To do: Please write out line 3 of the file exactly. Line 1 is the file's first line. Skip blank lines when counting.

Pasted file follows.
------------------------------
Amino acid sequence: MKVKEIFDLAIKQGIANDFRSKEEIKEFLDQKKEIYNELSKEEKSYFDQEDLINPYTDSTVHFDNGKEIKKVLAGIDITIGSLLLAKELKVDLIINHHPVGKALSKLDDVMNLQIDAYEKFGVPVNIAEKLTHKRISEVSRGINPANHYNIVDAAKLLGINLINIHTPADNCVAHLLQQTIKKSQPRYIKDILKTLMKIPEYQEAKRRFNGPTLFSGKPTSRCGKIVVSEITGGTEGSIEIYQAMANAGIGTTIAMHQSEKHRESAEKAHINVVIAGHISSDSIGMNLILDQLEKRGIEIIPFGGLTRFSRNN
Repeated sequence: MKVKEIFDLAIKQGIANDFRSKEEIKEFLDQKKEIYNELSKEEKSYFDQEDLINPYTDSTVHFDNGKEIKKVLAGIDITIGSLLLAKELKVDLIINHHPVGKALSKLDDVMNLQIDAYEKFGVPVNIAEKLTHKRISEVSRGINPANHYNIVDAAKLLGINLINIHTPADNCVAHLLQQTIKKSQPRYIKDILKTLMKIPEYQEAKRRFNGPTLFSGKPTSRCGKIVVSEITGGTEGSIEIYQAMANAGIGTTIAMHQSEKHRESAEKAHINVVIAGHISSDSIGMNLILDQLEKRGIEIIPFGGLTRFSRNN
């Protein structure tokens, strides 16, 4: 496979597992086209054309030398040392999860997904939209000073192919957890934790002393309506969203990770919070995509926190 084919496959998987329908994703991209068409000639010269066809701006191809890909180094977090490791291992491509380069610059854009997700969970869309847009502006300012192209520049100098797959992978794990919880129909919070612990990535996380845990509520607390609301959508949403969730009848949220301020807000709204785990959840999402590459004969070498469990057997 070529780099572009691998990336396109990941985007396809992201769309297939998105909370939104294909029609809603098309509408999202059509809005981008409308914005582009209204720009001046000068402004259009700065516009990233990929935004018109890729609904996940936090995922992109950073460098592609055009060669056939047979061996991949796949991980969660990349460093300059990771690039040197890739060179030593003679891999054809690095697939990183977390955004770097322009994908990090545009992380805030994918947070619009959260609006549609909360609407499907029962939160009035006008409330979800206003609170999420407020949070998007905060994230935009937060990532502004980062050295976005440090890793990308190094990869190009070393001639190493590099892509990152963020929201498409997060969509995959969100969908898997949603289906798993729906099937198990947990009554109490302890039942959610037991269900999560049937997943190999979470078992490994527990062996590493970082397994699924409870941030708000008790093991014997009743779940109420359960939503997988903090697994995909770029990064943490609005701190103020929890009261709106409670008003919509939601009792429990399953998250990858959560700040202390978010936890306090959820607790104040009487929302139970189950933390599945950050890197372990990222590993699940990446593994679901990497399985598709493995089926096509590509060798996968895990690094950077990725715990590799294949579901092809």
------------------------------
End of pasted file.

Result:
């Protein structure tokens, strides 16, 4: 496979597992086209054309030398040392999860997904939209000073192919957890934790002393309506969203990770919070995509926190 084919496959998987329908994703991209068409000639010269066809701006191809890909180094977090490791291992491509380069610059854009997700969970869309847009502006300012192209520049100098797959992978794990919880129909919070612990990535996380845990509520607390609301959508949403969730009848949220301020807000709204785990959840999402590459004969070498469990057997 070529780099572009691998990336396109990941985007396809992201769309297939998105909370939104294909029609809603098309509408999202059509809005981008409308914005582009209204720009001046000068402004259009700065516009990233990929935004018109890729609904996940936090995922992109950073460098592609055009060669056939047979061996991949796949991980969660990349460093300059990771690039040197890739060179030593003679891999054809690095697939990183977390955004770097322009994908990090545009992380805030994918947070619009959260609006549609909360609407499907029962939160009035006008409330979800206003609170999420407020949070998007905060994230935009937060990532502004980062050295976005440090890793990308190094990869190009070393001639190493590099892509990152963020929201498409997060969509995959969100969908898997949603289906798993729906099937198990947990009554109490302890039942959610037991269900999560049937997943190999979470078992490994527990062996590493970082397994699924409870941030708000008790093991014997009743779940109420359960939503997988903090697994995909770029990064943490609005701190103020929890009261709106409670008003919509939601009792429990399953998250990858959560700040202390978010936890306090959820607790104040009487929302139970189950933390599945950050890197372990990222590993699940990446593994679901990497399985598709493995089926096509590509060798996968895990690094950077990725715990590799294949579901092809």